Low light detection, down to the single photon, has been possible so far relying on photo-multiplier tubes (PMT). PMT are certainly a reliable, solid rock technology with decades of improvements and refinements. Their architecture is certainly beautiful but irreducibly complex. Biasing electronics can be sophisticated but the operational voltage necessarily exceeds 1000 V. Operation in magnetic fields may be possible but it does not come for free. Last but not least, miniaturisation below a matchbox size is hard to imagine. These figures certainly constrain their integration in apparatus and instruments, with an impact on design and cost. Silicon PhotoMultipliers (SiPM) stand to PMT like transistors stand to thermoionic valves. In essence, SiPM are an array of p-n junctions operated beyond the breakdown voltage, with every cell in the array ready to trigger an avalanche with 106 gain as long as the absorption of a photon generates a charge carrier. With the simplicity and cost of a Silicon sensor, operational voltage not exceeding 80V, magnetic field immunity and miniaturization down to 1 mm2, SiPM are state-of-the-art sensors, featuring an unprecedented photon number resolving capability and introducing the digital revolution in low light detection. In my talk, I will address the fundamentals of SiPM, identifying the key figures of merit, their measurements and presenting the state of the art and future directions. Moreover, I will consider exemplary applications in nuclear particle detection and dosimetry, homeland security, medical imaging and environmental science.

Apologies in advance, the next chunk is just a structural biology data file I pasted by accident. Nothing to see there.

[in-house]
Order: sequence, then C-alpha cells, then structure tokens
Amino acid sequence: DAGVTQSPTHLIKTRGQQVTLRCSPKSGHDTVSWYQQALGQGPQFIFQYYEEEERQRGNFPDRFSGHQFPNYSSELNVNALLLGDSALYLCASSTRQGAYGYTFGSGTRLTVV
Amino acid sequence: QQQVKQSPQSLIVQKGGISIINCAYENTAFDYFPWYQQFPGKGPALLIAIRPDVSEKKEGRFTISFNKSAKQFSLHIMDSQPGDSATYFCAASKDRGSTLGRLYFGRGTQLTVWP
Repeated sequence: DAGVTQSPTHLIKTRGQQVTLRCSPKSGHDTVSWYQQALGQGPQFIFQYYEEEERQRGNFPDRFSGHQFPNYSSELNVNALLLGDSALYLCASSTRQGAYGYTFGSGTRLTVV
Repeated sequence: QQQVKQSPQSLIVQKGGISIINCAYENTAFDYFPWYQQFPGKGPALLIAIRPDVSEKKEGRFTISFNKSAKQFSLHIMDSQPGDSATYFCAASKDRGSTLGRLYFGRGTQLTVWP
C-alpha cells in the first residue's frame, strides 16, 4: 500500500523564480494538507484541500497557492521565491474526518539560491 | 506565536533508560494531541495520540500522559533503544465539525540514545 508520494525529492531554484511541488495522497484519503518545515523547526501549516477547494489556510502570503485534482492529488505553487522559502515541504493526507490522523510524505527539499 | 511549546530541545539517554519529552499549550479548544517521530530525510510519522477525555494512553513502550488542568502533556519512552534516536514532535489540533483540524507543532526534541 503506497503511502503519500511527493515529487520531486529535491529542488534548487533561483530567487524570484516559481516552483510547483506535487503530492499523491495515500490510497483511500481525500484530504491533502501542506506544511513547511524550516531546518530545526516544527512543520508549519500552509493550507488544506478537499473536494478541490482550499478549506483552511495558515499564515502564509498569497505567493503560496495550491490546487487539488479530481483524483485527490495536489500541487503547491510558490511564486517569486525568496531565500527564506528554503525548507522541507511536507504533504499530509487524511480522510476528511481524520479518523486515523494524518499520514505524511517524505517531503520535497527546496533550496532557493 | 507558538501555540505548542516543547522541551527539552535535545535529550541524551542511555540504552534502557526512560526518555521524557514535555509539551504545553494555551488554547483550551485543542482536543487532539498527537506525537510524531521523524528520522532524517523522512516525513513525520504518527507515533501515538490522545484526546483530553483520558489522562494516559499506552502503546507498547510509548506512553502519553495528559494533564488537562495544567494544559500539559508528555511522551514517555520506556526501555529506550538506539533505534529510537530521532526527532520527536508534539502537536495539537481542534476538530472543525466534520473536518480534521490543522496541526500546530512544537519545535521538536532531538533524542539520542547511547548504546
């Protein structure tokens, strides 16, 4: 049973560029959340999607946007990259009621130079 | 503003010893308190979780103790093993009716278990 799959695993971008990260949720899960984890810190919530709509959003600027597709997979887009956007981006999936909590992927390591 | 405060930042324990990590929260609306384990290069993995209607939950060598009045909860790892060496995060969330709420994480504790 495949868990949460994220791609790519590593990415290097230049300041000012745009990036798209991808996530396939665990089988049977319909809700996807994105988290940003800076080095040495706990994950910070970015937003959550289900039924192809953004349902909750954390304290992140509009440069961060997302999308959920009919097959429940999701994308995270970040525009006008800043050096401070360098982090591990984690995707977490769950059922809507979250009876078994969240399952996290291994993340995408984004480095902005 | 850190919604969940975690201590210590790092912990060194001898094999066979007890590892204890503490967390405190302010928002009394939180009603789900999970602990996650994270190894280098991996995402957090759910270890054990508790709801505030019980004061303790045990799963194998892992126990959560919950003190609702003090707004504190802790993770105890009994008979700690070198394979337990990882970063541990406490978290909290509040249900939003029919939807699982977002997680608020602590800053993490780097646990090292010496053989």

|Titolo:||Silicon PhotoMultipliers: Introducing the digital age in low light detection|
|Data di pubblicazione:||2015|
|Appare nelle tipologie:||Relazione (in Volume)|